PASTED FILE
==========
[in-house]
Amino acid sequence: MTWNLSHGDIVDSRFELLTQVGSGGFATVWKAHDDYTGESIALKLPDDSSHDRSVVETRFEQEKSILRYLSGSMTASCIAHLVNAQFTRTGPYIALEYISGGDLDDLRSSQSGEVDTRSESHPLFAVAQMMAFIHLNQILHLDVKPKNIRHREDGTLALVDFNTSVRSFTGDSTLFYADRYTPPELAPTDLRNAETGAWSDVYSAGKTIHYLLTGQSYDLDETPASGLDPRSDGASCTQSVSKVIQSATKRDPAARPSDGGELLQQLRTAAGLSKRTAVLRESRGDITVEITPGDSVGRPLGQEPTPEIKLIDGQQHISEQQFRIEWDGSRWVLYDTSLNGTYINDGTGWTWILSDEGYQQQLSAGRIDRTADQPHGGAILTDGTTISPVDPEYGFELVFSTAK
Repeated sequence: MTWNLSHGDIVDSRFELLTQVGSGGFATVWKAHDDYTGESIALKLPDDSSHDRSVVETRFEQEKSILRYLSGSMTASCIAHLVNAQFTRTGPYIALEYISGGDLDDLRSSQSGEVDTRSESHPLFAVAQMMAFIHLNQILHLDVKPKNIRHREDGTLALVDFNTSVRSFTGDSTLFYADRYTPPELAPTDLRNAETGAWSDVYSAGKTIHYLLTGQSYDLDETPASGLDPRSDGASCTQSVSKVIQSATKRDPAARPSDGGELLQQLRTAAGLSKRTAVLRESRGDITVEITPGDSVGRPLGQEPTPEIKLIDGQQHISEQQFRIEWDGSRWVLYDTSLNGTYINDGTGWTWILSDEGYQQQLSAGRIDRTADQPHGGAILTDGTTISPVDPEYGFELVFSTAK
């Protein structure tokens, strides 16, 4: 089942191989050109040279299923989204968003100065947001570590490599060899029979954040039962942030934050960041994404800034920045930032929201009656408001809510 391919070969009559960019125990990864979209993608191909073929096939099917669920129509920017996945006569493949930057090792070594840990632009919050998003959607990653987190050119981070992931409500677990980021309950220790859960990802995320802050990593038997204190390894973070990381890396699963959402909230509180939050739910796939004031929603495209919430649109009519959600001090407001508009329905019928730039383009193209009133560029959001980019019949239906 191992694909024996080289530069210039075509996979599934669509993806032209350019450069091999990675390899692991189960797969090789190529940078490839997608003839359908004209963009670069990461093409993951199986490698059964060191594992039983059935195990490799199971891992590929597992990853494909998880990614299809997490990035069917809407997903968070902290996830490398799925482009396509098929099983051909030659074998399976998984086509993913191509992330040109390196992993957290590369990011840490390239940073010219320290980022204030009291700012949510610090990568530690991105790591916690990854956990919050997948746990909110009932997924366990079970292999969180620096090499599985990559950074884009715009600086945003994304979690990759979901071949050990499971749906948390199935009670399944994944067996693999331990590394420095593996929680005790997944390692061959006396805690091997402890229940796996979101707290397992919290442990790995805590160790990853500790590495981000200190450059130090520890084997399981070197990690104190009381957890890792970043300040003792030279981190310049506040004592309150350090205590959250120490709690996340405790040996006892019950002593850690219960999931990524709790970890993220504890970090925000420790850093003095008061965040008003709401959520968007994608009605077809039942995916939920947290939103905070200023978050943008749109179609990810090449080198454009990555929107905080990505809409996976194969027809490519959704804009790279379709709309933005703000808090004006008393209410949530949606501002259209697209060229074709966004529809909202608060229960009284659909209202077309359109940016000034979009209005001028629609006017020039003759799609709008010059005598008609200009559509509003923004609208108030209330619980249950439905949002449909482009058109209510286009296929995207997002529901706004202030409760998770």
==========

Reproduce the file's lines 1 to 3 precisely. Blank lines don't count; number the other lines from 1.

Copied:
[in-house]
Amino acid sequence: MTWNLSHGDIVDSRFELLTQVGSGGFATVWKAHDDYTGESIALKLPDDSSHDRSVVETRFEQEKSILRYLSGSMTASCIAHLVNAQFTRTGPYIALEYISGGDLDDLRSSQSGEVDTRSESHPLFAVAQMMAFIHLNQILHLDVKPKNIRHREDGTLALVDFNTSVRSFTGDSTLFYADRYTPPELAPTDLRNAETGAWSDVYSAGKTIHYLLTGQSYDLDETPASGLDPRSDGASCTQSVSKVIQSATKRDPAARPSDGGELLQQLRTAAGLSKRTAVLRESRGDITVEITPGDSVGRPLGQEPTPEIKLIDGQQHISEQQFRIEWDGSRWVLYDTSLNGTYINDGTGWTWILSDEGYQQQLSAGRIDRTADQPHGGAILTDGTTISPVDPEYGFELVFSTAK
Repeated sequence: MTWNLSHGDIVDSRFELLTQVGSGGFATVWKAHDDYTGESIALKLPDDSSHDRSVVETRFEQEKSILRYLSGSMTASCIAHLVNAQFTRTGPYIALEYISGGDLDDLRSSQSGEVDTRSESHPLFAVAQMMAFIHLNQILHLDVKPKNIRHREDGTLALVDFNTSVRSFTGDSTLFYADRYTPPELAPTDLRNAETGAWSDVYSAGKTIHYLLTGQSYDLDETPASGLDPRSDGASCTQSVSKVIQSATKRDPAARPSDGGELLQQLRTAAGLSKRTAVLRESRGDITVEITPGDSVGRPLGQEPTPEIKLIDGQQHISEQQFRIEWDGSRWVLYDTSLNGTYINDGTGWTWILSDEGYQQQLSAGRIDRTADQPHGGAILTDGTTISPVDPEYGFELVFSTAK